Salsa Ranchera

There are many different versions of Salsa Ranchera, but the main components are your usual roasted chiles, tomatoes, onion, and garlic. For my version, I wanted to add ingredients that reminded me of the word “ranchera.”

The word “ranchera” typically refers to a genre of music that originated from ranches in Mexico. With my family coming from Southern Arizona and prior generations living in Southern New Mexico and Chihuahua, two of the most prevalent plants you will find on ranches in this region are mesquite trees and prickly pear cactus. That’s why I decided to add mesquite salt and nopalitos (diced prickly pear cactus paddles) to my version of Salsa Ranchera.

I use mesquite salt with almost everything. If I could only live with one seasoning for the rest of my life, it would be mesquite salt. The seasoning has a smokey-rich taste that reminds me of home in the desert. Santa Cruz Chili & Spice Company in Tumacacori, Arizona, is my go-to place for mesquite salt and all of my seasonings. If you are ever visiting Santa Cruz County you have to check out their store nestled near one of the most enchanting mesquite bosque along the Santa Cruz River.

The mesquite salt blends beautifully with the roasted cherry tomatoes and poblanos in Salsa Ranchera, but the nopalitos add another dimension to the dish. The nopalitos and diced green onions creates a tasty chunkiness that compliments the smoothness of the rest of the salsa.

You can purchase precut nopalitos at the store, but for this salsa I like to have the chunks be very small bite-sized pieces. That’s why I end up getting the whole nopal paddle, so I can cut the pieces to my preference. I also like to buy the paddles that already have the thorns removed. Trying to scrape off the thorns yourself can be a hefty process (my grandfather used to do it all the time), but if you can find the paddles without the thorns it will save you a lot of time. If you are feeling adventurous and want to prepare the nopales from scratch I suggest trying Pati Jinich’s methods here. Also if you want to try another salsa that uses Nopales, try my Salsa Nopal y Habañero.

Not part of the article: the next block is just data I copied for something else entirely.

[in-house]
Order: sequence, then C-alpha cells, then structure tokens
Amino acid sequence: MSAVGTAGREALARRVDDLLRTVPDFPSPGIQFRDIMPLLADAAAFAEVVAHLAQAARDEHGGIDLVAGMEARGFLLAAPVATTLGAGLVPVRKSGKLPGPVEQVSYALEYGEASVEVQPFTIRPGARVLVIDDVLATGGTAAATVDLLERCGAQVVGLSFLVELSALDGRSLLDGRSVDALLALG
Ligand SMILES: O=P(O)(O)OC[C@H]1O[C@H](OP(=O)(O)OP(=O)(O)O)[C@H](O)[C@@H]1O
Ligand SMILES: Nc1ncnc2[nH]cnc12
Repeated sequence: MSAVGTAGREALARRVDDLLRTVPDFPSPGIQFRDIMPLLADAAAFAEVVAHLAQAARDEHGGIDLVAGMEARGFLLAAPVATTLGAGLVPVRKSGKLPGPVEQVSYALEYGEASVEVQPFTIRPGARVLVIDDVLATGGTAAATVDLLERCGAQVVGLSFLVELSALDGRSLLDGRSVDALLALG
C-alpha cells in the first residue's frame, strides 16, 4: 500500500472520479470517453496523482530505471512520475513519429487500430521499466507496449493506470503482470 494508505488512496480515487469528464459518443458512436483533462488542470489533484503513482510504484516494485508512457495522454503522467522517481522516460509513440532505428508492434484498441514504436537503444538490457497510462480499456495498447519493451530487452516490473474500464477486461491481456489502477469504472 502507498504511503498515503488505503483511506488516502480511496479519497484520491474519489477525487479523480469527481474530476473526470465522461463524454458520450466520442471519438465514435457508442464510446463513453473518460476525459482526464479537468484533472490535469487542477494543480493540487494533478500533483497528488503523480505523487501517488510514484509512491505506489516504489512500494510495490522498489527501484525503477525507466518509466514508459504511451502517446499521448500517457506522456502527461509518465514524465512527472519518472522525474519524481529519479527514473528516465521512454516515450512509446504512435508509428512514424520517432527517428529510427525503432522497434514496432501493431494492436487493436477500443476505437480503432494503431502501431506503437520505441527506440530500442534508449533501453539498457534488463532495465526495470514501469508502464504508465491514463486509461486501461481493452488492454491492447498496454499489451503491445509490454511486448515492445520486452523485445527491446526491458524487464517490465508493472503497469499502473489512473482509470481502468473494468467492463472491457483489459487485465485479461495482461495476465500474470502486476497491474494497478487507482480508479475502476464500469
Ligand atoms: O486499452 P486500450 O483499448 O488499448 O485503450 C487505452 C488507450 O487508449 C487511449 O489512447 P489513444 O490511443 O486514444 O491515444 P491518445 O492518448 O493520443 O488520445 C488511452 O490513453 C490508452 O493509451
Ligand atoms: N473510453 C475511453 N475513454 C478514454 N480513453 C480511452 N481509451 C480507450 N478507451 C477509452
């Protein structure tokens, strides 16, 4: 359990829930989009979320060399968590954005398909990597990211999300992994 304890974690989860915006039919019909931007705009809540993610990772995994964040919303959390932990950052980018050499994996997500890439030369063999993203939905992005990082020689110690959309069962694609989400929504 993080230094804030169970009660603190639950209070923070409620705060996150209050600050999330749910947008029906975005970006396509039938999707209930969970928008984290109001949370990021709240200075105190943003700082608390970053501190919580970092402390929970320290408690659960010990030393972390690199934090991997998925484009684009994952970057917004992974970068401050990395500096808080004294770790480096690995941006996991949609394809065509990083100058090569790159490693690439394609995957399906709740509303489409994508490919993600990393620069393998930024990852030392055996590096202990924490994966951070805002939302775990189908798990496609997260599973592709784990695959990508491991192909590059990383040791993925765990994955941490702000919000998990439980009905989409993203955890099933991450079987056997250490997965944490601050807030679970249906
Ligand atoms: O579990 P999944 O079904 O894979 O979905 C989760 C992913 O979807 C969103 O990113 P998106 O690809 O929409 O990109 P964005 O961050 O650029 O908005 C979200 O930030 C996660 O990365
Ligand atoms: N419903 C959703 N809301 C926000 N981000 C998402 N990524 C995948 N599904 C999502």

Salsa Ranchera can be used with any meal. I am an advocate for mixing it with my scrambled eggs in the morning, but also love it as a topping at dinner on tamales or carne asada…and if you really want to get into the spirit of Salsa Ranchera play some music from Javier Solís, Antonio Aguilar or Pedro Infante while enjoying your meal.

1 Poblano, roasted, stemmed, seeded
2 ½ cups Cherry Tomatoes, roasted
3 Green Onions
2 cloves Garlic, roasted
1 Nopal paddle, diced
¼ tsp salt
¼ tsp Mesquite Salt (or another ¼ of regular salt)
¼ tsp Pepper
½ tbsp Mexican Oregano

Chop the nopal into small bite-sized pieces. Boil the nopalitos in a pot for 10 minutes or until they turn a light-green color. Once they are done pour them into a sieve and place on a dish to let it. Next, wash the cherry tomatoes and poblano. After drying them, roast them as well as the garlic on a comal or in the oven (375 degrees) for about five minutes or until lightly charred.  After they are done roasting place the cherry tomatoes and garlic in a blender. As for the poblano, cut off the stem and take out the seeds. Slice the poblano into small pieces (about an inch long) and place in the blender. Dice two of the green onions into small bite size pieces and set aside. Add the remaining green onion add to the blender. Purée for 30 seconds before adding the seasonings and then blend for one minute. Pour the salsa into a bowl and add the nopalitos and green onion into the salsa. Mix briefly with a spoon before serving.

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